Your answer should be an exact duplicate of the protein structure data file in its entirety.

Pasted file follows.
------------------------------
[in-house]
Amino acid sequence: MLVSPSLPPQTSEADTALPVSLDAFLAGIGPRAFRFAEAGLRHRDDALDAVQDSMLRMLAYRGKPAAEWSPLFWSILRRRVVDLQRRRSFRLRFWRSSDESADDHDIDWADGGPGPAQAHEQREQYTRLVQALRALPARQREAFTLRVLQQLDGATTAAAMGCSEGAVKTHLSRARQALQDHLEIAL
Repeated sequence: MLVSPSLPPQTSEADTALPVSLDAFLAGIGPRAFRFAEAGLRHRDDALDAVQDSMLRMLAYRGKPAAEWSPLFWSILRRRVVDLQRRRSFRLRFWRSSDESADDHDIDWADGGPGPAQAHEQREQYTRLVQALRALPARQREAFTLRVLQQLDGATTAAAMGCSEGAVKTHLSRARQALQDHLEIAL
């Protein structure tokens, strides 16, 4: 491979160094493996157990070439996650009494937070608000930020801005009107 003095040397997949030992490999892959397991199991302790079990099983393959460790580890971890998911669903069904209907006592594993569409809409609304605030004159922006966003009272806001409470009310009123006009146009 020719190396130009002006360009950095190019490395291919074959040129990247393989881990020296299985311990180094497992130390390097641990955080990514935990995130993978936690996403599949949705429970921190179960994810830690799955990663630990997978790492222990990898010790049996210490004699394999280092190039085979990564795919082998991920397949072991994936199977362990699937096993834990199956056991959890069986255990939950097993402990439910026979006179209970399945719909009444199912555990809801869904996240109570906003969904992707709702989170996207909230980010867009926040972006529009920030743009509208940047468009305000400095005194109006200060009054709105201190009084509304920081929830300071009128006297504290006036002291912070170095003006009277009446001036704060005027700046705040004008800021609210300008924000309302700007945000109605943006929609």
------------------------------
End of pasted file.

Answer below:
[in-house]
Amino acid sequence: MLVSPSLPPQTSEADTALPVSLDAFLAGIGPRAFRFAEAGLRHRDDALDAVQDSMLRMLAYRGKPAAEWSPLFWSILRRRVVDLQRRRSFRLRFWRSSDESADDHDIDWADGGPGPAQAHEQREQYTRLVQALRALPARQREAFTLRVLQQLDGATTAAAMGCSEGAVKTHLSRARQALQDHLEIAL
Repeated sequence: MLVSPSLPPQTSEADTALPVSLDAFLAGIGPRAFRFAEAGLRHRDDALDAVQDSMLRMLAYRGKPAAEWSPLFWSILRRRVVDLQRRRSFRLRFWRSSDESADDHDIDWADGGPGPAQAHEQREQYTRLVQALRALPARQREAFTLRVLQQLDGATTAAAMGCSEGAVKTHLSRARQALQDHLEIAL
């Protein structure tokens, strides 16, 4: 491979160094493996157990070439996650009494937070608000930020801005009107 003095040397997949030992490999892959397991199991302790079990099983393959460790580890971890998911669903069904209907006592594993569409809409609304605030004159922006966003009272806001409470009310009123006009146009 020719190396130009002006360009950095190019490395291919074959040129990247393989881990020296299985311990180094497992130390390097641990955080990514935990995130993978936690996403599949949705429970921190179960994810830690799955990663630990997978790492222990990898010790049996210490004699394999280092190039085979990564795919082998991920397949072991994936199977362990699937096993834990199956056991959890069986255990939950097993402990439910026979006179209970399945719909009444199912555990809801869904996240109570906003969904992707709702989170996207909230980010867009926040972006529009920030743009509208940047468009305000400095005194109006200060009054709105201190009084509304920081929830300071009128006297504290006036002291912070170095003006009277009446001036704060005027700046705040004008800021609210300008924000309302700007945000109605943006929609």